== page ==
C.Y. Zhao , N. Todes-Taylor , N.G. Maher , , N.Y.Z. Chiang , D.F. Murrell ,
Introduction: Azathioprine is a thiopurine immunosuppressant
used to treat autoimmune and inﬂammatory skin
diseases. New understanding regarding azathioprine’s toxicology
has been continuously developed.
Clinical record: A 38-year-old otherwise healthy Caucasian
female presented with acute hair loss to a dermatology
clinic, 2 months after an episode of azathioprine-induced
pancytopenia requiring hospitalisation. At that time, she
had taken azathioprine 50 mg daily for 3 months for her
facial dermatitis without a TPMT check or laboratory monitoring,
as she was poorly compliant and lost to follow-up to
another institution. On examination, she had generalised
hair loss with hair pull test showing increased telogen hairs.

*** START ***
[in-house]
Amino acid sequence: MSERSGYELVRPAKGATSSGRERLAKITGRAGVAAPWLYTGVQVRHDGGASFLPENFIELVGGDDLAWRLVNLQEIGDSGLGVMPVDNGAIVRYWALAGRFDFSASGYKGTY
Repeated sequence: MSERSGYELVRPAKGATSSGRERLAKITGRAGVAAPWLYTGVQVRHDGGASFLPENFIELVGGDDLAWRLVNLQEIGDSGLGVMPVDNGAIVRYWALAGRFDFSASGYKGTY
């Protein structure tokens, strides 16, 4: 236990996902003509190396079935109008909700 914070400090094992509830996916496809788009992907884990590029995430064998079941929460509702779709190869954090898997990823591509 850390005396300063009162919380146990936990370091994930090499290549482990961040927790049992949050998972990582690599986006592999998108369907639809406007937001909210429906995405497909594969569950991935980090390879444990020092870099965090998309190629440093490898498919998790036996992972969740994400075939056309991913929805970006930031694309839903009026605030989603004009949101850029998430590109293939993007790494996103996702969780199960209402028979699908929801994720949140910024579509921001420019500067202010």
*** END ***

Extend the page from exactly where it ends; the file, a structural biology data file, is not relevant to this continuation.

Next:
Her nails had well-demarcated hypopigmented transverse
bands consistent with Muehrcke’s lines. She was treated
with clobetasol shampoo, topical minoxidil 5%, and oral
Discussion: We describe a case of telogen efﬂuvium and
Muehrcke’s lines likely induced by azathioprine-associated
myelosuppression and hypoalbuminaemia. We highlight
the importance of patient compliance with azathioprine initiation.
TPMT checking is crucial, as 10% of individuals
carry a low-activity variant allele, increasing their risk of
haematological adverse events. Following initiation, the
patient should have regular monitoring of FBC, UEC and
LFTs on a weekly basis for the ﬁrst 1–2 months, then
monthly and eventually three-monthly.